When the Concord police were not allowing people who ate at a local soup kitchen to use the nearby city park, Sellstrom advocated on their behalf and persuaded Concord's city manager and city attorney to stop the discriminatory exclusion. Today, homeless adults and homeless families with children are once again able to enjoy the park.

"I am truly honored to give you this award," Asner said in presenting the Kitty Maffei Advocacy Award to Sellstrom. Then Asner added, movingly, "Thank God you're here to share in this wonderful escape from the madness of society."

Sellstrom said, "It's a particular honor for me to get this award from Fresh Start because I know that this is an organization that I've been privileged to work with side by side through battles, and an organization that refuses to write people off, and insists that everyone gets the honor and dignity they deserve."

Next was the Kitty Maffei Kind-Hearted Person Community Award, a "very special honor" in Prather's words. This award was presented to Karen Troche, a Walnut Creek bus driver whose kindness, warmth and tolerance towards poor and disabled people makes the world brighter for her passengers, in the words of Renee Bowen, who nominated Karen.

Prather said that Bowen's essay about Karen Troche's work is "all heart and that's what we're looking for. This is the heart and soul of what we think Fresh Start is."

Bowen, in her essay, described how many rude, indifferent and inconsiderate bus drivers poor and disabled people must contend with. "Then one day, you happen upon a rare and hidden treasure -- a driver who takes a vested interest in her passengers, knowing most, if not all, her passengers by first name. A driver who shows such warmth and humanity to everyone she encounters and brightens your day with her beautiful smile."

Bowen described how Karen Troche treats people with care and concern, and is especially conscientious in pulling right up to the curb, lowering the lift and using the platform for people who are disabled or have difficulty in climbing the bus steps.

In a beautiful passage, Bowen describes Karen as a blessing. "She makes life a bit easier for those of us with disabilities with her compassionate and genuine heart. She'll bring a smile to your heart and make your spirits soar. She makes the world a brighter and better place one passenger at a time. She is a blessing to those of us having to rely on public transit."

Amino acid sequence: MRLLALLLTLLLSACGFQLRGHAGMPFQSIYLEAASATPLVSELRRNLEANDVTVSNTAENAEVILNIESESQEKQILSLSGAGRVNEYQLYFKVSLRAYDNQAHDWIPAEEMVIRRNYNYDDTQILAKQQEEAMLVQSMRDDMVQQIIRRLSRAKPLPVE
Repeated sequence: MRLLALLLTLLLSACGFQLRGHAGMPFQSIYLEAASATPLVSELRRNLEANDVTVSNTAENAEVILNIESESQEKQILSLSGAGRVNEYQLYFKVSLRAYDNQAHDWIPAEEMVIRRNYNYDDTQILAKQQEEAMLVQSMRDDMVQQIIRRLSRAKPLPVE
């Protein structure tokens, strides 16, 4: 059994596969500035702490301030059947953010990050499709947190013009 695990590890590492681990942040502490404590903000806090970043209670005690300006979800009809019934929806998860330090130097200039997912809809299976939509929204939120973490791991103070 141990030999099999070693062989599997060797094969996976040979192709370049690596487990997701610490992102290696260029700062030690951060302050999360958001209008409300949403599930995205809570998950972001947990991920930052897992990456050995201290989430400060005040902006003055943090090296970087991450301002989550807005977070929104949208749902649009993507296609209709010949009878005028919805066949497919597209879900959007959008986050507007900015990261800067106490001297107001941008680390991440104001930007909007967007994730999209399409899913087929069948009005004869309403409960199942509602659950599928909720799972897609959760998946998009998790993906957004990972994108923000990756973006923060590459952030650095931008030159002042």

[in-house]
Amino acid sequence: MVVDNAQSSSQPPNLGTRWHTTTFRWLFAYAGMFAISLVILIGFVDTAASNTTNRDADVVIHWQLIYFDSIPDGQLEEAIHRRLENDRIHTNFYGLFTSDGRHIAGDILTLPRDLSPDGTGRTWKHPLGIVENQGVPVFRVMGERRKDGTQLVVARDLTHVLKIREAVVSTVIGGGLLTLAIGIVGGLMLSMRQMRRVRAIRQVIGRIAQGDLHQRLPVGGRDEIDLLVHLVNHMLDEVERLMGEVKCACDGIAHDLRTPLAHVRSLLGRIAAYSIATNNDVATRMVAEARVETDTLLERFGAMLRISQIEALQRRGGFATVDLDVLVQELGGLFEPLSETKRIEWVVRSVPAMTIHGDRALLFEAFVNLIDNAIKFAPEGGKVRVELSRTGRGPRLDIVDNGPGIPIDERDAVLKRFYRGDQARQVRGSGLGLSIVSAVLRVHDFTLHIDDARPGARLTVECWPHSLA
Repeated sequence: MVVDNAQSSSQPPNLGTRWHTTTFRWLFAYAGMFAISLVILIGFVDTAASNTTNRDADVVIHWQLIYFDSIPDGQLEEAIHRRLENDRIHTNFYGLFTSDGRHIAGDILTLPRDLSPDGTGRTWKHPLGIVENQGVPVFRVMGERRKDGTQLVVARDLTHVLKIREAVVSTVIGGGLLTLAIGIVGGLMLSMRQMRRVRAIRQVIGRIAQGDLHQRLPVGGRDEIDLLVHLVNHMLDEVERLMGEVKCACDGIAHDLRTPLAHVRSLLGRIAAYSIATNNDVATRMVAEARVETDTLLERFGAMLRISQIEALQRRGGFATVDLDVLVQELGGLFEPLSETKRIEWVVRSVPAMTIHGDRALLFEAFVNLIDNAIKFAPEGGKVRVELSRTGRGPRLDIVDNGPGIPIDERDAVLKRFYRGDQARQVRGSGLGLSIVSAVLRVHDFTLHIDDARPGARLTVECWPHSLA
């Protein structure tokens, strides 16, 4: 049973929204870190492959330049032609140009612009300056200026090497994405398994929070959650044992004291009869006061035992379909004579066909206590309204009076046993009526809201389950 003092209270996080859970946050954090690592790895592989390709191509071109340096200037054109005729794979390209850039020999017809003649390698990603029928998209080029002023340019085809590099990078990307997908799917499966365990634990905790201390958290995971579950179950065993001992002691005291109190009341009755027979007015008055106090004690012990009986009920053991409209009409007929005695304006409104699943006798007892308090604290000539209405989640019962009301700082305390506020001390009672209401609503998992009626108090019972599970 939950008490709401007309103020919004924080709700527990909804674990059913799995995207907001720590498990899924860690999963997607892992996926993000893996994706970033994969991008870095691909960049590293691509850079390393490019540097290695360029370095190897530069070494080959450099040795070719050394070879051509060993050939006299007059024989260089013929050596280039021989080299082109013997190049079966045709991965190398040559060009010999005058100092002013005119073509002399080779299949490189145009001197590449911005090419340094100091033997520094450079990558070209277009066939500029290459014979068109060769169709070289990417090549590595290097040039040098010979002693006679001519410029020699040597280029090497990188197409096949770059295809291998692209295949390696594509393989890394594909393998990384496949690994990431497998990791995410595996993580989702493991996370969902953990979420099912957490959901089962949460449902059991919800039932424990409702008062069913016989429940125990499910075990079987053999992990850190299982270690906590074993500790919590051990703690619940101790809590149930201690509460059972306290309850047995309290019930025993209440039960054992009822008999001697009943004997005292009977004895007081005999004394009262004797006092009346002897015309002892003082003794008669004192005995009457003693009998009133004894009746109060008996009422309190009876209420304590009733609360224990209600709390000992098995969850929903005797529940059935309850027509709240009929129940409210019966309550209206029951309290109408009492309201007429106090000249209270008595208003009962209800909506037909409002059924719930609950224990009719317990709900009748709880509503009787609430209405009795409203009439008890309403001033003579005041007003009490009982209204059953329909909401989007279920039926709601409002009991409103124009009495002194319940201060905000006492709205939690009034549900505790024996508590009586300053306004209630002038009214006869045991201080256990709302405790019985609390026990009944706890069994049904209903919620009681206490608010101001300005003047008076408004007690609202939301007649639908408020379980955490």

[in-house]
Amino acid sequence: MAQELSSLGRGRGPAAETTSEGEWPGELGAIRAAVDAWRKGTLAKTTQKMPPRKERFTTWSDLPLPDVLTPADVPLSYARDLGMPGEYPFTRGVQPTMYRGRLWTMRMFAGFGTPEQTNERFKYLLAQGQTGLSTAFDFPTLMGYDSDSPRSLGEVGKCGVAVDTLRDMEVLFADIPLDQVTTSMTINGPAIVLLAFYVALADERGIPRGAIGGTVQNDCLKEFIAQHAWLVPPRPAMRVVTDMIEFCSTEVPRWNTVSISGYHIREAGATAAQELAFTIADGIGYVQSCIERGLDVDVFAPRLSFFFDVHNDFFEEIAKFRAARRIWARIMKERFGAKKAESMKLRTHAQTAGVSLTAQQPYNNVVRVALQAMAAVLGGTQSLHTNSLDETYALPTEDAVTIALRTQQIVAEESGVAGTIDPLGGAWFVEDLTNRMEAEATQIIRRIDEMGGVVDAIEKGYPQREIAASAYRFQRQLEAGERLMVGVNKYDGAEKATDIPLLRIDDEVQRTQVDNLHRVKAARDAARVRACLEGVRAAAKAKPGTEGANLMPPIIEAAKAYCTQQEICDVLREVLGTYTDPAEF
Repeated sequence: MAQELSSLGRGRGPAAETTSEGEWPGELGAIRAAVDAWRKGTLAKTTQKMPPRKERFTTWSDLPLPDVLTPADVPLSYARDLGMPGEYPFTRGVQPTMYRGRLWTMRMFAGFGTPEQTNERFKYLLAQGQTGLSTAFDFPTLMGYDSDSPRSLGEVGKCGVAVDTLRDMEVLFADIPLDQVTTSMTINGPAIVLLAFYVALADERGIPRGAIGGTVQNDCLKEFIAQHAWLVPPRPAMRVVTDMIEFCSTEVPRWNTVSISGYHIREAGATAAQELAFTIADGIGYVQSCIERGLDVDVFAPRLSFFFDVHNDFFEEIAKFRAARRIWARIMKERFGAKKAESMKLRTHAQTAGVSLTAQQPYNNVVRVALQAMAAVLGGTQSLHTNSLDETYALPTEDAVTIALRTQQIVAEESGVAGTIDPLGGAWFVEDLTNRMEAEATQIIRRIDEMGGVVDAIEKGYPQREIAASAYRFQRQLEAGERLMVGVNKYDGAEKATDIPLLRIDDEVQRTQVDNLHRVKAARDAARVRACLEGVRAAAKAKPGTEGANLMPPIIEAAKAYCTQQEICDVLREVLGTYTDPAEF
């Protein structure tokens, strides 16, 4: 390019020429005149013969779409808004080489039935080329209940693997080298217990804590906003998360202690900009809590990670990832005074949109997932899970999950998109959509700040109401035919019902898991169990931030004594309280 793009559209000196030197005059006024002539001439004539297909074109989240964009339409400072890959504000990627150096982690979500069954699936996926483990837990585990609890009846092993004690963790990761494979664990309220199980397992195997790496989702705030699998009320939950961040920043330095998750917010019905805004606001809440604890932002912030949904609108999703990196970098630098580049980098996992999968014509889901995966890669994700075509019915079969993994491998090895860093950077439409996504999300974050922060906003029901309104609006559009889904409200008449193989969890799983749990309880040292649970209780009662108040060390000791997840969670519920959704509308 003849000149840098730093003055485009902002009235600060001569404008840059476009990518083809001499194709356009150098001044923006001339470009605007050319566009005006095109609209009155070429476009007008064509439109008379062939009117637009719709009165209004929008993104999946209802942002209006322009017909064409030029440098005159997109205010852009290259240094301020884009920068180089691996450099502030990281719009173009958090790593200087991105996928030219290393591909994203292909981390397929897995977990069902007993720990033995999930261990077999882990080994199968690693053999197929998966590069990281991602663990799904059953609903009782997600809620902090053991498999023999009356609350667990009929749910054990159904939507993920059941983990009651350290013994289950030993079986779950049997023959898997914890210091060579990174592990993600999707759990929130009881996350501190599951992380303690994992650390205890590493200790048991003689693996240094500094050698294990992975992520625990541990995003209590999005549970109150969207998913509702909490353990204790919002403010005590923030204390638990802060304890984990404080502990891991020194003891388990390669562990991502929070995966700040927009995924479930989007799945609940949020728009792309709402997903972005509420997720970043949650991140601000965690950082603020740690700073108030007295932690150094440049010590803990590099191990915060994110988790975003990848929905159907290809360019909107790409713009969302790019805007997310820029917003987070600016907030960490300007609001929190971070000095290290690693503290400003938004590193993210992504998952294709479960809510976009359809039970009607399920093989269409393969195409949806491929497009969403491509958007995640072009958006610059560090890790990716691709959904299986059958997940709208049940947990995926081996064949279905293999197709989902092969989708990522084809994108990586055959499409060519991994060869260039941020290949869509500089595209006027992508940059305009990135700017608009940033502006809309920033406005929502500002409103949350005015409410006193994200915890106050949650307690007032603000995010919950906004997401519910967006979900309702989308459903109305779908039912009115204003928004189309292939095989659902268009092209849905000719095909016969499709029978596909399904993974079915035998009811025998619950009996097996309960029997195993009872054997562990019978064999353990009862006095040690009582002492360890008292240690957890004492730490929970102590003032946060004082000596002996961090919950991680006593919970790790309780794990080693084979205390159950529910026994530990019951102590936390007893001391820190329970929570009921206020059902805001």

In presenting the President's Volunteer Service Award, Prather, a veteran of many protests for homeless causes, said, "I've had trouble with cops all my life. None of them have queen-size handcuffs, so every time I'm arrested, it hurts. I would like to present a very special award -- and I apologize that it's during this administration. I have the President's Volunteer Service Award presented by the President's Council on Services and Civic Participation to Lt. Loren Cattalico."

Prather said the award was presented in appreciation for Cattalico's commitment to strengthening his community and making a difference through volunteer service. She described the unusual mutual cooperation that has developed between the homeless activist and the policeman.

"Loren and I met seven years ago when I came to town and we have gone toe to toe once in a while," Prather said, "and we have come to a very common-sense way of working with people. If people are creating a problem, we try to work together to solve it before law enforcement really has to jump in. Loren visits Fresh Start and has gone out of his way to find jobs for people; and I tell you, this doesn't happen often, so thank you!"

Fittingly, Kitty Maffei herself received the President's Call to Service Award, a lifetime achievement in volunteer service. Prather said, "Kitty has worked with children, with schools, with individuals, with families, and Fresh Start, and she's done this over a lifetime."

At the conclusion of the ceremony, Prather thanked members of Ironworkers Local 378 for providing and serving the luncheon, and for their work in fighting for a living wage for workers. The union members were present due to Fresh Start's advocacy on behalf of union struggles, and also to support Ed Asner and Ronnie Gilbert's commitment to labor over many years.

The feeling at the event was wonderful. It was a celebration of life, and of a richness that you feel sometimes when a group of people gather together for a higher purpose. This overwhelming feeling was launched by Susan Prather, by her dedication to homeless people. She told me that the people who use Fresh Start are "my heart and soul."